By Matt Horn
July 23, 2013
Following the acquittal of George Zimmerman some are questioning whether six member juries are sufficient enough when determining quilt or innocence.
Across the United States 12-member juries are used in all felony cases. Not in Florida, a 1970’s state law only requires 6-member jury.
Former President of the Florida. Association of Criminal Defense Lawyer
Tom Powell said, “When somebody stands to go to prison for the rest of their life, or for 30 years, I think a 12-person jury is important.”
In the recent George Zimmerman trial – six women were used in the case. Only one was non-Caucasian. Zimmerman was eventually acquitted in the shooting death of 17-year-old Trayvon Martin. Representative Randolph Bracy has been drafting a bill which would change the state law; his proposal would require 12 jurors in felony trials.
When asked why there should be an increase in the number of jurors in felony trials Representative Bracy said, “They have more people and more opinions.”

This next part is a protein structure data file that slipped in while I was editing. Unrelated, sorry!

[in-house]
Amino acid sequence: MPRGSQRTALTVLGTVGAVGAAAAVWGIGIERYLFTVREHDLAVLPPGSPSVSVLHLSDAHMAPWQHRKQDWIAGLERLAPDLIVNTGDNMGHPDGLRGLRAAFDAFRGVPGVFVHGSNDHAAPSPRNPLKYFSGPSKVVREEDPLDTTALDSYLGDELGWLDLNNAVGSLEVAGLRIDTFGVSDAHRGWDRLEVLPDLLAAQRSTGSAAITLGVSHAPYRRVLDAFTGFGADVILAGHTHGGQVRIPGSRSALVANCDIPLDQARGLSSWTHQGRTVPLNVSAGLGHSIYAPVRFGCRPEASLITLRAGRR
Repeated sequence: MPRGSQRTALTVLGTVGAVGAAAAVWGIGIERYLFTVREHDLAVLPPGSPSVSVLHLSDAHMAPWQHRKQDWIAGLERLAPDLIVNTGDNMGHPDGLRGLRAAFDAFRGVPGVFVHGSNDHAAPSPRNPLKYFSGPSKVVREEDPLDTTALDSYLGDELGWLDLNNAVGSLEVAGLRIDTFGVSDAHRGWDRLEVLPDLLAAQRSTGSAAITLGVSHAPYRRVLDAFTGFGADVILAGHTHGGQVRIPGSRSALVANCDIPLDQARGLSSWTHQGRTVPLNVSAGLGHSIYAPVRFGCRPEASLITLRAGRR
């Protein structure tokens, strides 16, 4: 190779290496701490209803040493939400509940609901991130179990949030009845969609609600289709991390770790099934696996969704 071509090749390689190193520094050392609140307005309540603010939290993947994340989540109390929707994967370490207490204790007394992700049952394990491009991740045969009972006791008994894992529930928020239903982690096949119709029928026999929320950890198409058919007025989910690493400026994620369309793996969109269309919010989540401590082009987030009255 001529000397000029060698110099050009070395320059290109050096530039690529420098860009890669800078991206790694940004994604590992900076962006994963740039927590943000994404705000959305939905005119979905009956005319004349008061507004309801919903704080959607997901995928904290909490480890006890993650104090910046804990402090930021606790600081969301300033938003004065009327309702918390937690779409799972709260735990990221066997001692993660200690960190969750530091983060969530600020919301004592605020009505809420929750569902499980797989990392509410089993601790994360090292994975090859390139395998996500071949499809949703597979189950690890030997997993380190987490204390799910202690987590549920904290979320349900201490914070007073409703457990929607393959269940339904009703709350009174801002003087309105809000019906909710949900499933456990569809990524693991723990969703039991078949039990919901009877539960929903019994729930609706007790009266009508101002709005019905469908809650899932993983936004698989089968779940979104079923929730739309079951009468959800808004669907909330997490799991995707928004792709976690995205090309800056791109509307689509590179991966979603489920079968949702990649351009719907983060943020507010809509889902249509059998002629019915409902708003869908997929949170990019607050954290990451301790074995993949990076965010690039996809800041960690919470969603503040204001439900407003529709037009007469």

Currently the only time a 12-member jury is used in the Sunshine State is for Capital Punishment cases and when the state tries to take over your property.
“This is part of our trial, court system. I think it needs some changes,” said Representative Bracy.
Florida is one of two states with six-member juries, the only other state in the country is Connecticut.
Supporters are concerned money will keep the law the same. According to Powell, “There no doubt will be a fiscal impact. You have to call more jurors if you have a jury of 12.”
Currently jurors are not paid anything for the first three days of a trial. After day three, they are paid 40 dollars a day.
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